“The action to replace Judge Ward opens a window to us as to how the Hogan administration will govern the State of Maryland, and it ain’t pretty,” wrote South Baltimore resident Henry Valeri in a recently published letter in the Baltimore Sun.
“The administration appears bereft of any solid ideas, goals, plans or analytical capability. It is, instead, driven by political slogans, superficial thinking, special interest groups and run-amok staffers.”
Criticizing Valeri’s characterization, a commenter responded, “I don’t think a broader brush exists.”
Valeri was blunt, even in closing, alleging that Hogan’s appointments staffers “aren’t fit to shine Judge Ward’s shoes.”
Racially Offensive “MacList”
Through much of Ward’s tenure on the Liquor Board, an anonymous Twitter account has been dogging him and his fellow commissioners, with Tweets that often use racially derogatory language.
Vacation photos of agency staff, internal Liquor Board documents (including the letter of complaint by inspectors), comments mocking Ward’s age – as well as personal information from Facebook and other sources – have turned up regularly on @TheMacList, whose identity is not made known on the Twitter account.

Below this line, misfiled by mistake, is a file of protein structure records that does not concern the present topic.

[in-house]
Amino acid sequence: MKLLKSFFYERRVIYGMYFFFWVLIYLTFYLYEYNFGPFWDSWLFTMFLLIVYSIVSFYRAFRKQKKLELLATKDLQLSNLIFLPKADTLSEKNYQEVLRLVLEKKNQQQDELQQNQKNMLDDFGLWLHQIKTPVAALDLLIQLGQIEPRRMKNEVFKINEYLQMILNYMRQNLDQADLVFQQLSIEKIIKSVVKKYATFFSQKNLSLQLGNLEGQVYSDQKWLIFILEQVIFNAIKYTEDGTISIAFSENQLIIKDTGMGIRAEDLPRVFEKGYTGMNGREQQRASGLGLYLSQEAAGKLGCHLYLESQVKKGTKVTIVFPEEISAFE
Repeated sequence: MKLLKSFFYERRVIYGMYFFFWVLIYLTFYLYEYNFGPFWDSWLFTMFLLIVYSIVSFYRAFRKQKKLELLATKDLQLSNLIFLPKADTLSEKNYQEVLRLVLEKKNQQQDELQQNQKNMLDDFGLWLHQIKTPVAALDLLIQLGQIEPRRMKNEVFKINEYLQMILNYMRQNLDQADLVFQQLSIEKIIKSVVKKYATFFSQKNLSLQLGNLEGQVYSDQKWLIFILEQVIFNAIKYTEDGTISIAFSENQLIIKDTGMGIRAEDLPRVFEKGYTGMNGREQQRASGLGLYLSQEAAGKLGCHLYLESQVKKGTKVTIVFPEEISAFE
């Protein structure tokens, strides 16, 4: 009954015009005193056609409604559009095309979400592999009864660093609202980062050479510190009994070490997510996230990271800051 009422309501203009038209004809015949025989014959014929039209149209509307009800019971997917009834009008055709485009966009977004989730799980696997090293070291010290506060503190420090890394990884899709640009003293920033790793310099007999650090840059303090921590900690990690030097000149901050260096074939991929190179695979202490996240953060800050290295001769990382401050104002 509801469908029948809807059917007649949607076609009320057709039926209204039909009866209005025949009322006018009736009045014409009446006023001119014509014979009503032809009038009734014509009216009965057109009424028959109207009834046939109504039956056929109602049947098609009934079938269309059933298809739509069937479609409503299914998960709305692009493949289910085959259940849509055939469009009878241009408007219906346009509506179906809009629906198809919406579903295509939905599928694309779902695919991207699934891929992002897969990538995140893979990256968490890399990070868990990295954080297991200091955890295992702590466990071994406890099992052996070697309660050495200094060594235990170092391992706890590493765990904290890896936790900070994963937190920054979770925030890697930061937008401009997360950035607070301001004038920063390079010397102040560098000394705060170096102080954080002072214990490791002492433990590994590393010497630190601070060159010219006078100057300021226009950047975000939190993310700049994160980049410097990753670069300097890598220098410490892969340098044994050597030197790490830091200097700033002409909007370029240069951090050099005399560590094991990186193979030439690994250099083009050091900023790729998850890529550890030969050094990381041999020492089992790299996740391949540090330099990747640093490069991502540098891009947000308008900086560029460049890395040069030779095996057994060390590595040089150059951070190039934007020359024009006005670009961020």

With the Hogan appointments to be announced shortly, the Tweeter has been posting obsessively.
“Bye bye gang and grab one more lunch at Werner’s on all of us at the office yo Honor,” said one posted today.
“What you mean you want me to brew coffee?” said the caption on a photo posted yesterday of Commissioner Jones, who is African-American.
In April, the harassment of Ward moved from the Internet to his neighborhood.
“Rich old racist,” said a flier taped to utility poles and other locations near Ward’s home in Bolton Hill. Tech entrepreneur David Troy said he found one in his mailbox.
Ward said he found the fliers annoying, but not worth taking action about.
“Some of my neighbors were up in arms, wanted me to do something,” he told The Brew. “I said no, not to bother. Whoever did it is just a loser.”
Ward is not the only commissioner facing possible intimidation.
Parking for the past year in a spot on Baltimore Street reserved for Liquor Board use, Commissioner Moore said she has returned to her car to discover a tire punctured and flat three times and also had a rear light ripped off.
“I can’t say for sure that it’s because of the Liquor Board stuff, but the punctures were not from nails, but from holes made in the side of the tire,” she said.
“And when I switched to a spot inside the parking garage, the problem went away,” she observed. “As MacList would say, you do the math.”